Note: this answer responded to a different wording of the question, so the focus is different, but it still responds to the question in its current form.
The answer is, "It depends." This can be answered in only a very generic way.
"Silicone" describes a general class of materials. Within that are various chemistries for curing (e.g., condensation or peroxide), or catalyzing (e.g., platinum or tin), even UV, and wide variations in properties. The effect of heat is different for different curing/catalyzing chemistries, as well as when and how much heat is used during curing. "Two-part" chemistry doesn't narrow it down much as that still includes a variety of curing/catalyzing methods.
Heat during curing
The effect of heat during curing varies. For example, with tin-catalyzed silicone, heat has no effect on the cure. However, excessive heat (and what constitutes "excessive" varies), can degrade the silicone, resulting in lower mechanical properties (whatever those would be in the result).
By contrast, the curing of platinum-catalized silicone is directly affected by heat (20-25% increase in cure rate for roughly every 10°C). Too rapid curing can degrade the physical properties of the result.
In these two examples, the problematic heat range is different, but the effect on both would be degrading the resulting physical properties relative to the characteristics the system was designed to produce.
It isn't clear whether too-rapid curing of platinum-catalized silicone could leave unreacted components trapped in the silicone; or if so, whether those could migrate out and leave a surface residue like you describe in your question on slimy silicone molds. However, properly mixed silicone (that has not expired), will generally cure throughout if given enough time, so I wouldn't place this high on the list of potential causes for your other question.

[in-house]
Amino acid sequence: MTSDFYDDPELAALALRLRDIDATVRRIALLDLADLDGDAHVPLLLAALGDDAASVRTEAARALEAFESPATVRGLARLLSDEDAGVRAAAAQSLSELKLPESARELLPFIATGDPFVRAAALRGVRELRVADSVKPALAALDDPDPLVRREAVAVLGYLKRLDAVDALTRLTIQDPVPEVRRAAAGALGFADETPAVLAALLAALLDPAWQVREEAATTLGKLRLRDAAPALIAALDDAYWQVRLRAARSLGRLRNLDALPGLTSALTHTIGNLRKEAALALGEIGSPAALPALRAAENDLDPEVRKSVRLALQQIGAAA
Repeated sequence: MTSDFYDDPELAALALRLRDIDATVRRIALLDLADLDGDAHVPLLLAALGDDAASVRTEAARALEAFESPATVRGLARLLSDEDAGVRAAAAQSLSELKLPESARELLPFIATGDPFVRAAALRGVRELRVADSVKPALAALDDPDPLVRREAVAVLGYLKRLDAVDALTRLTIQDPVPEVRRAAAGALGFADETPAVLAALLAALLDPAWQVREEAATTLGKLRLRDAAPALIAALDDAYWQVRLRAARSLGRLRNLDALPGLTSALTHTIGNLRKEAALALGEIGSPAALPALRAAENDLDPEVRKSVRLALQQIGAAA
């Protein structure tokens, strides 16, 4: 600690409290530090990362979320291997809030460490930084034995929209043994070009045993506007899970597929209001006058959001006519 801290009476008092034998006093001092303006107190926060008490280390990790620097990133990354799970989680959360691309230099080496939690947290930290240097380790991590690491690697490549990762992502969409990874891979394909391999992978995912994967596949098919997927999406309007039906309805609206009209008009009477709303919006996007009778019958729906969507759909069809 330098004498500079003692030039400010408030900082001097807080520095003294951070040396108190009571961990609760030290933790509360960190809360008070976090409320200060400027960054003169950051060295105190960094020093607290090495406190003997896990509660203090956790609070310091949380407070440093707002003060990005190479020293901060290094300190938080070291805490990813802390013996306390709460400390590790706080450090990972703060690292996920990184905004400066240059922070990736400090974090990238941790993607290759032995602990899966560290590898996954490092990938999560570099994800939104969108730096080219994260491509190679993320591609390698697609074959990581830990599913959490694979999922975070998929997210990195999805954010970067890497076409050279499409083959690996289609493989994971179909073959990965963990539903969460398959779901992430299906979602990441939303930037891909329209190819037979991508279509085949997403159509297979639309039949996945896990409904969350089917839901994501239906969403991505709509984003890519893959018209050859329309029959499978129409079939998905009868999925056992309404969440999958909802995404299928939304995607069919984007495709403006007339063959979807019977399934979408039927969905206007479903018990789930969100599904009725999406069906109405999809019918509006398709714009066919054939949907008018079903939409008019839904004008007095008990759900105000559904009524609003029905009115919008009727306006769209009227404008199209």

Heat after curing
Again, this is very affected by the chemistry of the silicone, how much heat it is exposed to, and when in relation to the curing process it happens. But assuming the cure has gone to "completion" (per the manufacturer's instructions), before the silicone is exposed to "excessive" heat, there can be a post-curing effect.
Silicone doesn't reach full cure in the minutes or hours specified on the product. It reaches a "mostly cured" state that is good enough to start using it. The cure continues at a slow rate over a very long time, during which the physical characteristics will change a little. For a chemistry that is affected by heat, a post cure exposure to elevated heat can accelerate that process to reach the final characteristics.
Some chemistries produce by-products or residual materials that remain in the silicone after curing. Some of those materials will migrate out of the silicone over time. Sometimes, this will change the characteristics. For example, the silicone may become less flexible. Also, the by-products may not be good for you, which could be relevant if the use is for a food or medical purpose.
So some silicone products are purposely exposed to heat in a "post-cure" to accelerate that process and get the silicone to its final state and characteristics. The situation described in the question could have a similar effect.
What effect will it have?
Could be no effect, or could be a noticeable effect.
Some kinds of potential effects wouldn't change the characteristics. Assuming you clean the mold, you might never know whether it was affected.